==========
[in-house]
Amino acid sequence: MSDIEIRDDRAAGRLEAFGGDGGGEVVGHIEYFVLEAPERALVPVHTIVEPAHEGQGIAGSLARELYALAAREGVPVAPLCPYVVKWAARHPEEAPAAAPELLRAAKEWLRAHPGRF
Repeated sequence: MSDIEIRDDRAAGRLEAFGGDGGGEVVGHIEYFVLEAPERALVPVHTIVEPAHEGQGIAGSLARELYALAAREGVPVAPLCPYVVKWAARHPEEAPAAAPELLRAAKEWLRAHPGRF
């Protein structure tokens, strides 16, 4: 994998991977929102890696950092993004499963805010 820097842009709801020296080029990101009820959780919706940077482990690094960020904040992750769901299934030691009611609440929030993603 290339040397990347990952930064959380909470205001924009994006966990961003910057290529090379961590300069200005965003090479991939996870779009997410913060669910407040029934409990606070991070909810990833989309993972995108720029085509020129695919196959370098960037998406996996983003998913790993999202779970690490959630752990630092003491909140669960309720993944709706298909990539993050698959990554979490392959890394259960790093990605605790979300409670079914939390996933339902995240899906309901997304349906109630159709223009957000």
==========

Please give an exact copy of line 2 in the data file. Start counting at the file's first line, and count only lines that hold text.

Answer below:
Amino acid sequence: MSDIEIRDDRAAGRLEAFGGDGGGEVVGHIEYFVLEAPERALVPVHTIVEPAHEGQGIAGSLARELYALAAREGVPVAPLCPYVVKWAARHPEEAPAAAPELLRAAKEWLRAHPGRF